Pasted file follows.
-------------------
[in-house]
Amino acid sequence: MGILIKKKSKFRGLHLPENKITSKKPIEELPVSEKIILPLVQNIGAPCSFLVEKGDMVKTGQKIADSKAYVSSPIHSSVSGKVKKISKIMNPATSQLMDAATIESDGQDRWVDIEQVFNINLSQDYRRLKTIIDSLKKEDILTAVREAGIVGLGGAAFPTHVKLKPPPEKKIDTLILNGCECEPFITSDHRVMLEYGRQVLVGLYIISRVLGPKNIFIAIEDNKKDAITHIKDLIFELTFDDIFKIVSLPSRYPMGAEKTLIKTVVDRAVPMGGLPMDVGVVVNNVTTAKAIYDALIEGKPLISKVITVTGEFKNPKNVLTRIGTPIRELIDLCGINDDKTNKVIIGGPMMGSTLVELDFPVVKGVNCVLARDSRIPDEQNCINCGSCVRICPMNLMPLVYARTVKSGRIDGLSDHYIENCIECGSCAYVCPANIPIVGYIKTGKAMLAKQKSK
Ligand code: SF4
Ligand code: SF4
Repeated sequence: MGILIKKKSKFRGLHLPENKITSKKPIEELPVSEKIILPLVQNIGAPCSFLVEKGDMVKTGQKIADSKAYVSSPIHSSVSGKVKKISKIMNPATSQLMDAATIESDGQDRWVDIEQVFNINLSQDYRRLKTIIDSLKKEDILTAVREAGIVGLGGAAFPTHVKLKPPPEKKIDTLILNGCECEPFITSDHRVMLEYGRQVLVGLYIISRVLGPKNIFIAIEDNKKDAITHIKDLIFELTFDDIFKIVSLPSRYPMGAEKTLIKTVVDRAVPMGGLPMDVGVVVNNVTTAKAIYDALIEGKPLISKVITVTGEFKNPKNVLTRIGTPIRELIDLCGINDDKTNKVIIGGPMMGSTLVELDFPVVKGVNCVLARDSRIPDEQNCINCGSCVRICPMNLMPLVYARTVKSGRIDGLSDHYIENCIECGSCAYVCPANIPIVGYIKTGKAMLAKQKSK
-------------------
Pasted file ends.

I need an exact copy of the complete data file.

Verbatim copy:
[in-house]
Amino acid sequence: MGILIKKKSKFRGLHLPENKITSKKPIEELPVSEKIILPLVQNIGAPCSFLVEKGDMVKTGQKIADSKAYVSSPIHSSVSGKVKKISKIMNPATSQLMDAATIESDGQDRWVDIEQVFNINLSQDYRRLKTIIDSLKKEDILTAVREAGIVGLGGAAFPTHVKLKPPPEKKIDTLILNGCECEPFITSDHRVMLEYGRQVLVGLYIISRVLGPKNIFIAIEDNKKDAITHIKDLIFELTFDDIFKIVSLPSRYPMGAEKTLIKTVVDRAVPMGGLPMDVGVVVNNVTTAKAIYDALIEGKPLISKVITVTGEFKNPKNVLTRIGTPIRELIDLCGINDDKTNKVIIGGPMMGSTLVELDFPVVKGVNCVLARDSRIPDEQNCINCGSCVRICPMNLMPLVYARTVKSGRIDGLSDHYIENCIECGSCAYVCPANIPIVGYIKTGKAMLAKQKSK
Ligand code: SF4
Ligand code: SF4
Repeated sequence: MGILIKKKSKFRGLHLPENKITSKKPIEELPVSEKIILPLVQNIGAPCSFLVEKGDMVKTGQKIADSKAYVSSPIHSSVSGKVKKISKIMNPATSQLMDAATIESDGQDRWVDIEQVFNINLSQDYRRLKTIIDSLKKEDILTAVREAGIVGLGGAAFPTHVKLKPPPEKKIDTLILNGCECEPFITSDHRVMLEYGRQVLVGLYIISRVLGPKNIFIAIEDNKKDAITHIKDLIFELTFDDIFKIVSLPSRYPMGAEKTLIKTVVDRAVPMGGLPMDVGVVVNNVTTAKAIYDALIEGKPLISKVITVTGEFKNPKNVLTRIGTPIRELIDLCGINDDKTNKVIIGGPMMGSTLVELDFPVVKGVNCVLARDSRIPDEQNCINCGSCVRICPMNLMPLVYARTVKSGRIDGLSDHYIENCIECGSCAYVCPANIPIVGYIKTGKAMLAKQKSK